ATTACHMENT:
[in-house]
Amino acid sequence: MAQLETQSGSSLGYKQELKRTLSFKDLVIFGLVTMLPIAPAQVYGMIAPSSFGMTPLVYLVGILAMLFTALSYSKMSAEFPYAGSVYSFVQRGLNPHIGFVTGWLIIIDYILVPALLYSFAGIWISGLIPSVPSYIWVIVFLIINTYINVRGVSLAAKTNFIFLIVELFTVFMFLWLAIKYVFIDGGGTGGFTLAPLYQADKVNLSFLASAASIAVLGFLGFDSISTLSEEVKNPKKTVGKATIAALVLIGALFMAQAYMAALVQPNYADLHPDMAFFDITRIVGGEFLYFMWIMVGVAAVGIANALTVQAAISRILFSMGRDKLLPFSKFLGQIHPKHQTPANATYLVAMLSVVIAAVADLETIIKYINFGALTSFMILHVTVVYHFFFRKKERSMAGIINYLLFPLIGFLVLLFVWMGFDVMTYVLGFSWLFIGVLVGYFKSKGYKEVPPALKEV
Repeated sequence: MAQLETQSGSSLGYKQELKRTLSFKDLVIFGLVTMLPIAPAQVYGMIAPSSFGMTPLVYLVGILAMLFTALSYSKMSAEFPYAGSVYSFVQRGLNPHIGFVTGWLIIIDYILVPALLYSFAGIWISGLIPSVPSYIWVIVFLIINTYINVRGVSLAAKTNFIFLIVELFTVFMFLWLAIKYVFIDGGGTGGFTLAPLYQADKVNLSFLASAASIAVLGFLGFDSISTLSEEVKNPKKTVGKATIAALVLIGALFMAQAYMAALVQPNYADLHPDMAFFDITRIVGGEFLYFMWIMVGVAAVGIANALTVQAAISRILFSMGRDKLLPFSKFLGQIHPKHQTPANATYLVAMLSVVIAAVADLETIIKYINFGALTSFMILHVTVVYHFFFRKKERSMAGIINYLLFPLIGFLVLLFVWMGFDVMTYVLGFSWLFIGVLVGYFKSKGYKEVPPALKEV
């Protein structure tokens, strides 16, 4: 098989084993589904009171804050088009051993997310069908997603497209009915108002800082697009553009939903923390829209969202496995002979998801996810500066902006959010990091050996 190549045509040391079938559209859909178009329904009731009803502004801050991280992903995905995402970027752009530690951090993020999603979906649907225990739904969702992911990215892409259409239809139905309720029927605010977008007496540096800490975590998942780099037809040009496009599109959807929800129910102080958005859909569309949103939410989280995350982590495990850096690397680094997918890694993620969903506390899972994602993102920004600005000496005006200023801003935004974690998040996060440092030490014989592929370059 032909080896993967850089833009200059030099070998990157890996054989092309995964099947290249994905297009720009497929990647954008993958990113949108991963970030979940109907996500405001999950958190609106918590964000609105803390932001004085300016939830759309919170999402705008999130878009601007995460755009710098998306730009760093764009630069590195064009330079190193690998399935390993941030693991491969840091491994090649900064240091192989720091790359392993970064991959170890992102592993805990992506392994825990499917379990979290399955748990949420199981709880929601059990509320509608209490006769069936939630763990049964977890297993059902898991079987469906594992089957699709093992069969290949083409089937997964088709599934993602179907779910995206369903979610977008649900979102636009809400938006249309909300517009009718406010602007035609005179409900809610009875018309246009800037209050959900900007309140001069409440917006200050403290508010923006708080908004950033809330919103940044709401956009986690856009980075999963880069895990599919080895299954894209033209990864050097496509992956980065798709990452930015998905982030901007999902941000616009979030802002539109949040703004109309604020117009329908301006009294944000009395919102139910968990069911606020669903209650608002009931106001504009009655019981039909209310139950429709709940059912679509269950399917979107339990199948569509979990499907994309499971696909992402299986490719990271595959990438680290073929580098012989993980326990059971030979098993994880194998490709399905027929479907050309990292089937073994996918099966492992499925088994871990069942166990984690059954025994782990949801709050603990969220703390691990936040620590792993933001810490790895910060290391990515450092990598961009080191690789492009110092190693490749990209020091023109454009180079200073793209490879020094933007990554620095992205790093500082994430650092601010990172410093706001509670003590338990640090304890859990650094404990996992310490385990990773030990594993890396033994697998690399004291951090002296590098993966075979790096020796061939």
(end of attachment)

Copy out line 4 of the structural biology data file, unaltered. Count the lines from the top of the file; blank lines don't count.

């Protein structure tokens, strides 16, 4: 098989084993589904009171804050088009051993997310069908997603497209009915108002800082697009553009939903923390829209969202496995002979998801996810500066902006959010990091050996 190549045509040391079938559209859909178009329904009731009803502004801050991280992903995905995402970027752009530690951090993020999603979906649907225990739904969702992911990215892409259409239809139905309720029927605010977008007496540096800490975590998942780099037809040009496009599109959807929800129910102080958005859909569309949103939410989280995350982590495990850096690397680094997918890694993620969903506390899972994602993102920004600005000496005006200023801003935004974690998040996060440092030490014989592929370059 032909080896993967850089833009200059030099070998990157890996054989092309995964099947290249994905297009720009497929990647954008993958990113949108991963970030979940109907996500405001999950958190609106918590964000609105803390932001004085300016939830759309919170999402705008999130878009601007995460755009710098998306730009760093764009630069590195064009330079190193690998399935390993941030693991491969840091491994090649900064240091192989720091790359392993970064991959170890992102592993805990992506392994825990499917379990979290399955748990949420199981709880929601059990509320509608209490006769069936939630763990049964977890297993059902898991079987469906594992089957699709093992069969290949083409089937997964088709599934993602179907779910995206369903979610977008649900979102636009809400938006249309909300517009009718406010602007035609005179409900809610009875018309246009800037209050959900900007309140001069409440917006200050403290508010923006708080908004950033809330919103940044709401956009986690856009980075999963880069895990599919080895299954894209033209990864050097496509992956980065798709990452930015998905982030901007999902941000616009979030802002539109949040703004109309604020117009329908301006009294944000009395919102139910968990069911606020669903209650608002009931106001504009009655019981039909209310139950429709709940059912679509269950399917979107339990199948569509979990499907994309499971696909992402299986490719990271595959990438680290073929580098012989993980326990059971030979098993994880194998490709399905027929479907050309990292089937073994996918099966492992499925088994871990069942166990984690059954025994782990949801709050603990969220703390691990936040620590792993933001810490790895910060290391990515450092990598961009080191690789492009110092190693490749990209020091023109454009180079200073793209490879020094933007990554620095992205790093500082994430650092601010990172410093706001509670003590338990640090304890859990650094404990996992310490385990990773030990594993890396033994697998690399004291951090002296590098993966075979790096020796061939």